On average businesses in the UK spend around £116,000 on “tone of voice” development, meaning that brands are just as interested in defining the way they sound as refining how they look.
One company that has aced verbal branding is Apple. A substantial portion of people on earth can identify the voice of Apple’s intelligent personal assistant Siri, whose original American female voice is borrowed from flesh and blood human and not whipped up in a computer. Apple recognised our need for human interaction, even if we’re only talking to our smartphone.
That reliance on smartphones is increasing; upcoming generations are leaning more into self-service than ever before. But, for more demanding queries or more expensive purchases, callers want to hear another person.
So what does this mean for the future of verbal customer service? “There’s so much noise in the world, and you’ve got a very small window to initiate a conversation with people. If people aren’t interested in what you have to say, they’ll go elsewhere,” Fred Perry’s brand director Rob Gaitt told Marketing Week.
Fully utilising the time a company interacts with customers after initiating a conversation is a hurdle for any enterprise, because no two callers are alike. Here are some ways to make a brand’s voice heard.
Making the call-centre standout
A caller emotionally connects with a brand the moment they pick up the phone to interact with an agent. No pressure. Robotic legacy tech just isn’t going to cut it anymore; callers want to know that if they’re making the jump to put receiver to ear — it’s going to be worth the time. Every word should be on point. “[It’s] 80% good writing principles and 20% [what] we can own in our writing style that makes us distinctive,” explained Jon Hawkins, former head of brand language at BT and founder of Honk to Marketing Week.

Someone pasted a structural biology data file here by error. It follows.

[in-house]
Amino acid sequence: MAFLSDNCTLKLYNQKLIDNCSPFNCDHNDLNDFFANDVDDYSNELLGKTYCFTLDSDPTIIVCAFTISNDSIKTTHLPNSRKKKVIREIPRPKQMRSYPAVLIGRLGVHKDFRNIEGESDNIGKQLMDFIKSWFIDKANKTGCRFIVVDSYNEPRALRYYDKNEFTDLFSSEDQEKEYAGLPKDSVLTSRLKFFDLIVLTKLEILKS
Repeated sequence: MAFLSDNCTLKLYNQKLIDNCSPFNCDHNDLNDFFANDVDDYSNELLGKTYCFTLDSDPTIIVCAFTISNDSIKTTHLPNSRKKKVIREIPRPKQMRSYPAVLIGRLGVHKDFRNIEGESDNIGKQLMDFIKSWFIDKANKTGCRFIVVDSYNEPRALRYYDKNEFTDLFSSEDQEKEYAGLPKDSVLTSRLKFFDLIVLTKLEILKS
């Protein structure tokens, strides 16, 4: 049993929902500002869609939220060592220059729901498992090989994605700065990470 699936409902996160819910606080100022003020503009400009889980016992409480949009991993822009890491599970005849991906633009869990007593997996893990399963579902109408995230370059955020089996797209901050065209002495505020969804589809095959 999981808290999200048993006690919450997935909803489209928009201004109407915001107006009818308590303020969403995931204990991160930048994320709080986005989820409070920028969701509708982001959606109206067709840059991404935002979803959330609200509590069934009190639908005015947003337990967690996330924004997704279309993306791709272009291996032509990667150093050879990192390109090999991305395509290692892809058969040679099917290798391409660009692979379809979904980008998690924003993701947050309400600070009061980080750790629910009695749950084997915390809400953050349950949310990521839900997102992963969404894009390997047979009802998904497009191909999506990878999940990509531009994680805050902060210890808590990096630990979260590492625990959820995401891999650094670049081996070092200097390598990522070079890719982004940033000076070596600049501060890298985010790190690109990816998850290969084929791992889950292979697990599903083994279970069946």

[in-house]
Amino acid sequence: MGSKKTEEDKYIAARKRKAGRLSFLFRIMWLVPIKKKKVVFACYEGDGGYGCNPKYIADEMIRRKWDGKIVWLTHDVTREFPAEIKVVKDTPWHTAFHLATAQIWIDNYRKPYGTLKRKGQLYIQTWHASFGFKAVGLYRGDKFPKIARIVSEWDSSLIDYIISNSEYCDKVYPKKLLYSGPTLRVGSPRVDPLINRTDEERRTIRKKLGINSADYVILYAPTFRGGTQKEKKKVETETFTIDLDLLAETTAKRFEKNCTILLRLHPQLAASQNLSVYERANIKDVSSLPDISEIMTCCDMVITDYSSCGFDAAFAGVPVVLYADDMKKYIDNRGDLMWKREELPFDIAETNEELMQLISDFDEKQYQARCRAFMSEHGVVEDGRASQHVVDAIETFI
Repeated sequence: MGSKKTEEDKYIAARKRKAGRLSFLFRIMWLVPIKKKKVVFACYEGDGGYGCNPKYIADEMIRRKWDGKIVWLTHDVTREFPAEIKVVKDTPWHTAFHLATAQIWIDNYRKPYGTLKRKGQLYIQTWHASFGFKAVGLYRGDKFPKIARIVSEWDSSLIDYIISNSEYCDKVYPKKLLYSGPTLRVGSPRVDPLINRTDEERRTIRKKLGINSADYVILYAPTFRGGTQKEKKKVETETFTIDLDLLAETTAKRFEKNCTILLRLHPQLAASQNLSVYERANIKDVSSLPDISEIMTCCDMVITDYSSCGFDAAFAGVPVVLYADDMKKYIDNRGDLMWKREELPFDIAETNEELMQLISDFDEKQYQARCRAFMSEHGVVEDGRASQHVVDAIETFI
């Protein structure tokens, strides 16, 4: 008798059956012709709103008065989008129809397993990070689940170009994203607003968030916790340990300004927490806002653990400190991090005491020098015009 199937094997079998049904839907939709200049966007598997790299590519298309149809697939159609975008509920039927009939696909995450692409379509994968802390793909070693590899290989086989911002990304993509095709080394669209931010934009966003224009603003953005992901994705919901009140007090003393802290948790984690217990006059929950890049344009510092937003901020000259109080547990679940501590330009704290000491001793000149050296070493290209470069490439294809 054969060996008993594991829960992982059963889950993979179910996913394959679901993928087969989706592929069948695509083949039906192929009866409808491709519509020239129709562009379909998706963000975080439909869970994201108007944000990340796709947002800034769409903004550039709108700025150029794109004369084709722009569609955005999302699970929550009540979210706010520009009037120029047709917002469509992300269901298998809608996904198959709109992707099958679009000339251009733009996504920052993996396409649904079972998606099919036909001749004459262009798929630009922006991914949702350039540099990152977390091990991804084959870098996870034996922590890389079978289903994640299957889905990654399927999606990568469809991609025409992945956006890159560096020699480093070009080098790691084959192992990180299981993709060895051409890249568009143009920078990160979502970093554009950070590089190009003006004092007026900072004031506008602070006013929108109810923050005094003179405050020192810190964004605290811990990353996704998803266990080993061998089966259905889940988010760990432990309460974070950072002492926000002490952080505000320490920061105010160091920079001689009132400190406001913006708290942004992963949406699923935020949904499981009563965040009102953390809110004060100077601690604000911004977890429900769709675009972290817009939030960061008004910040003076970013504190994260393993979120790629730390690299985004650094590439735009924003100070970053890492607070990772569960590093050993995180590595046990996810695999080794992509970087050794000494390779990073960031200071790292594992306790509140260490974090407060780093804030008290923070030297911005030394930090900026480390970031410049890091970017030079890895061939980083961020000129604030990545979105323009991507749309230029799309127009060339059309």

Get a head of brand language
Having someone’s single vision guide a brand’s voice isn’t a bad idea. Brand identity must stay consistent to maintain caller loyalty. Humans, man; we’re all far more comfortable with the familiar, and the best organisations know that.
“Sixty percent of global consumers with Internet access prefer to buy new products from a familiar brand rather than switch to a new brand,” says Nielsen.
After engagement, understanding the metrics behind what worked or didn’t between caller and agent is essential data in this algorithmic age. The future of CX means that content finds consumer and not the other way around, integrating the right technology into a verbal communication system is a great way to ensure that no discourse data is wasted.
The whole concept of “verbal identity” is still relatively new, it was only introduced into the marketing sphere some fifteen years ago by marketing consultant and author John Simmons, yet its become mighty useful for brand growth since. Its success could be attributed to the simple idea behind it; what do you want to say?
Via: Forbes, Marketing Week, Nielsen.